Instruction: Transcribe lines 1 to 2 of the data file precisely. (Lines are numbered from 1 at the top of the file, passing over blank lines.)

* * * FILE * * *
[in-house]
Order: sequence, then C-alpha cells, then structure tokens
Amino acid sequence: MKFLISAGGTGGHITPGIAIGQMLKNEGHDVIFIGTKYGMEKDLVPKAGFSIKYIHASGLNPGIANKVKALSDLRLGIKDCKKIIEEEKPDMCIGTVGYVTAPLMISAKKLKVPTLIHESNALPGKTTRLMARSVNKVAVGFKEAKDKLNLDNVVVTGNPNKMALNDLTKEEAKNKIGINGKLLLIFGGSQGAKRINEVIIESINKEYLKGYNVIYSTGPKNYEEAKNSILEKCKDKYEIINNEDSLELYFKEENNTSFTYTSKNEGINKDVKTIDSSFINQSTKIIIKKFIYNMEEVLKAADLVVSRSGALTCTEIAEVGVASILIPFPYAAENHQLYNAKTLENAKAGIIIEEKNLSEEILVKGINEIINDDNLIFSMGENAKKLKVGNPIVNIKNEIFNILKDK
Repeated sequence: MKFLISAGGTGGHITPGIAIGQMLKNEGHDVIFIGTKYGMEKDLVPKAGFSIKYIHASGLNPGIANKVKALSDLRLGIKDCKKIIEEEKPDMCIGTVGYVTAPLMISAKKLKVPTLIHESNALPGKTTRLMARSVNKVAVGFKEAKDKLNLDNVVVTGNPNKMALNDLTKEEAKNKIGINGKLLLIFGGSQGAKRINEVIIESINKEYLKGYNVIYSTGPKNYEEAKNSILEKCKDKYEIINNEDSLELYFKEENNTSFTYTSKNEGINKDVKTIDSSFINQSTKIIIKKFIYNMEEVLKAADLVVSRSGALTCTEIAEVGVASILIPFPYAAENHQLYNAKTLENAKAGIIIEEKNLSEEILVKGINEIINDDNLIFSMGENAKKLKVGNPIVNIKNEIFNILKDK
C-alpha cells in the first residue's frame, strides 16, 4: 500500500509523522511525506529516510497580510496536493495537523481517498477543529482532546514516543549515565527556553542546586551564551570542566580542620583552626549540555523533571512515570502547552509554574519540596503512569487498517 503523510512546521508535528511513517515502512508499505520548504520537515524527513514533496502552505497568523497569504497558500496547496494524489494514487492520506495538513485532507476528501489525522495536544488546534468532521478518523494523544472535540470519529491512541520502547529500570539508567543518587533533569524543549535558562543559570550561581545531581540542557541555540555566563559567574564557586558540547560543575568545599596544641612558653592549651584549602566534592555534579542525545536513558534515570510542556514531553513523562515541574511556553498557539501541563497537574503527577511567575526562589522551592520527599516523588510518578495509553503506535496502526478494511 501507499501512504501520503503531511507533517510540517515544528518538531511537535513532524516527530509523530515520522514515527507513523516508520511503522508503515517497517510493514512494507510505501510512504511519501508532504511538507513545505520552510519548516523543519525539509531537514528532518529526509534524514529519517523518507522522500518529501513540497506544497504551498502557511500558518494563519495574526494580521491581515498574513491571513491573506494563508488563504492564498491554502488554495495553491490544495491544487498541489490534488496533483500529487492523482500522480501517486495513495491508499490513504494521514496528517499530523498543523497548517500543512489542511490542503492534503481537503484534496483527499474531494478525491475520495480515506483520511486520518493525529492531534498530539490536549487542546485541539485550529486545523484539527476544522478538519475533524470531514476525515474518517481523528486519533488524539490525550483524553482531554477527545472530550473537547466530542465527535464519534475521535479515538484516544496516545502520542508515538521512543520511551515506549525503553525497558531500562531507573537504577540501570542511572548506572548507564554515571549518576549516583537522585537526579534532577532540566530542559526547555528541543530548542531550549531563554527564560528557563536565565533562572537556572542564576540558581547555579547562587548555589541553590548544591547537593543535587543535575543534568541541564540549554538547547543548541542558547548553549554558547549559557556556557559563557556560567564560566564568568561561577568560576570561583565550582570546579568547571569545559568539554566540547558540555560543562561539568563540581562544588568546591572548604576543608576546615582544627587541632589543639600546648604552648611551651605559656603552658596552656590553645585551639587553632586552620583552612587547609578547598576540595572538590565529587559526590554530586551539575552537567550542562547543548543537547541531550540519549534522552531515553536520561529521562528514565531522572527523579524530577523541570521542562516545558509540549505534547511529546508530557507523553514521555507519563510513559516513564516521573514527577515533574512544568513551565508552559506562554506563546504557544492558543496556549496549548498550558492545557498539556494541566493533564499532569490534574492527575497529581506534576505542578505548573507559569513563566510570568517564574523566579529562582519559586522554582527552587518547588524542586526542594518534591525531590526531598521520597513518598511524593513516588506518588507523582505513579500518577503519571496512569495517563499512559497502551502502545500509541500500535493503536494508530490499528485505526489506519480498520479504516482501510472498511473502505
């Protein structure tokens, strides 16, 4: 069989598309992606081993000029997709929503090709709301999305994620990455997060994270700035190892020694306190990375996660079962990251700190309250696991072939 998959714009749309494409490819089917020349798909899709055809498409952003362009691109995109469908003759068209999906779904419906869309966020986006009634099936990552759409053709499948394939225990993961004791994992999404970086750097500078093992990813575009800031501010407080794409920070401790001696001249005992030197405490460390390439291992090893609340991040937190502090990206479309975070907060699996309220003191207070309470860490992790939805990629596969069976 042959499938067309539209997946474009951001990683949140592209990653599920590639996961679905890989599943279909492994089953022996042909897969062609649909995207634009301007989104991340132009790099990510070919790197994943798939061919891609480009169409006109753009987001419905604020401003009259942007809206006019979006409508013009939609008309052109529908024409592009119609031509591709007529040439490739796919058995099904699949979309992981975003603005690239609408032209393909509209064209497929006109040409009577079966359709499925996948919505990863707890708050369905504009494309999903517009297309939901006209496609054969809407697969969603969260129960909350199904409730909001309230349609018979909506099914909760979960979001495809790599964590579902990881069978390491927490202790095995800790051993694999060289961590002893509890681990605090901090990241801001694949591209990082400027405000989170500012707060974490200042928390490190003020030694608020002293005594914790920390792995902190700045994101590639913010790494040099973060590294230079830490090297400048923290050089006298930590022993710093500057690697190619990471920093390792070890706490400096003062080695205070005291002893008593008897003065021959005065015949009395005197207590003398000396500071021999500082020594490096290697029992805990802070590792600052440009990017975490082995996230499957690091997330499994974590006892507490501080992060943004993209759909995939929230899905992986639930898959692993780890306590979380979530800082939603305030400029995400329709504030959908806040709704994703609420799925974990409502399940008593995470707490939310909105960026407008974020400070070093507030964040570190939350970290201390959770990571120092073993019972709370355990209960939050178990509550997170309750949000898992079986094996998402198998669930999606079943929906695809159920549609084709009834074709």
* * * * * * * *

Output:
[in-house]
Order: sequence, then C-alpha cells, then structure tokens